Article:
Fereydoun Majlesi told ILNA on Wednesday that Washington and Caracas had formerly engaged in “deep and all-out hostilities” but were now shifting to a new track.
“It is true that Venezuela’s President [Nicolas Maduro] has a leftist approach in terms of ideology and policy, but he has reached the conclusion that, by resolving some of the issues [with the US], he can tidy up the situation in his country and make better decisions to have the economic… wheel in the country turn,” Majlesi said.
“On the other hand, America has concluded that by paying mutual respect to Venezuela and toning down the meddling [with Venezuela’s internal affairs] and the pressures on the country, it can exert control over Caracas some other way and have it beside itself and under its economic and political umbrella,” he added.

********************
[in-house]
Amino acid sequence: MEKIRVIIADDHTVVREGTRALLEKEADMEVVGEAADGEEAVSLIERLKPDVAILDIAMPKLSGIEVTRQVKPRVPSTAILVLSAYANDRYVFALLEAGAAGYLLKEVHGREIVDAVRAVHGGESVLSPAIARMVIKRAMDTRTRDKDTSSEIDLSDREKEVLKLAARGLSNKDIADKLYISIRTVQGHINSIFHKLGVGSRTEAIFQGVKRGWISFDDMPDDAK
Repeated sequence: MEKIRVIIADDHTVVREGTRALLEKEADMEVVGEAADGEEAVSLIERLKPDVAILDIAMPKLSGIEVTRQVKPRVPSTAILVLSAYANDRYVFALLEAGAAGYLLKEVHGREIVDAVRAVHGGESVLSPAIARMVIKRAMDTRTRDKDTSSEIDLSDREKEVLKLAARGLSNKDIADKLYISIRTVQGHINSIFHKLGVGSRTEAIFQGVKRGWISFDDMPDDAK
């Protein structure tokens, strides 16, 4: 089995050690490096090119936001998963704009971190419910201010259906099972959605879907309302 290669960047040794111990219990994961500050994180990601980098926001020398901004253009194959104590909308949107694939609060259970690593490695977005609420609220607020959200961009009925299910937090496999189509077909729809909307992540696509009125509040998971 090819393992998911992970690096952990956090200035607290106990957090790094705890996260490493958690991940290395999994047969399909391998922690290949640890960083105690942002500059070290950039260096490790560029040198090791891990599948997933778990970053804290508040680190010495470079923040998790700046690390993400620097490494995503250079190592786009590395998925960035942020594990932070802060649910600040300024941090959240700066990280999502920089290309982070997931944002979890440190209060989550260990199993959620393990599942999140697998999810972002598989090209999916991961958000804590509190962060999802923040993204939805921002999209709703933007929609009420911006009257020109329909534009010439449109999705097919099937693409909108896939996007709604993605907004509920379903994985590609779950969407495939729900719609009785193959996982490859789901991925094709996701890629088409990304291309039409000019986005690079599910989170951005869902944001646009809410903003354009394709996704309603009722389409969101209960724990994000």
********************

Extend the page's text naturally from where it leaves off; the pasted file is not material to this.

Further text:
He said the turning point had been Washington’s decision to give the greenlight to Caracas to sell oil on the global market despite harsh sanctions on the Venezuelan government.
Majlesi said it would not be unlikely for the two countries to reopen their respective embassies in each other’s capitals some time soon.
The Associated Press first reported that a US government delegation had quietly traveled to Venezuela in late June. CNN later cited a US State Department spokesperson as saying that the trip had been made to talk with Venezuelan officials about “the welfare and safety of US nationals [imprisoned] in Venezuela.”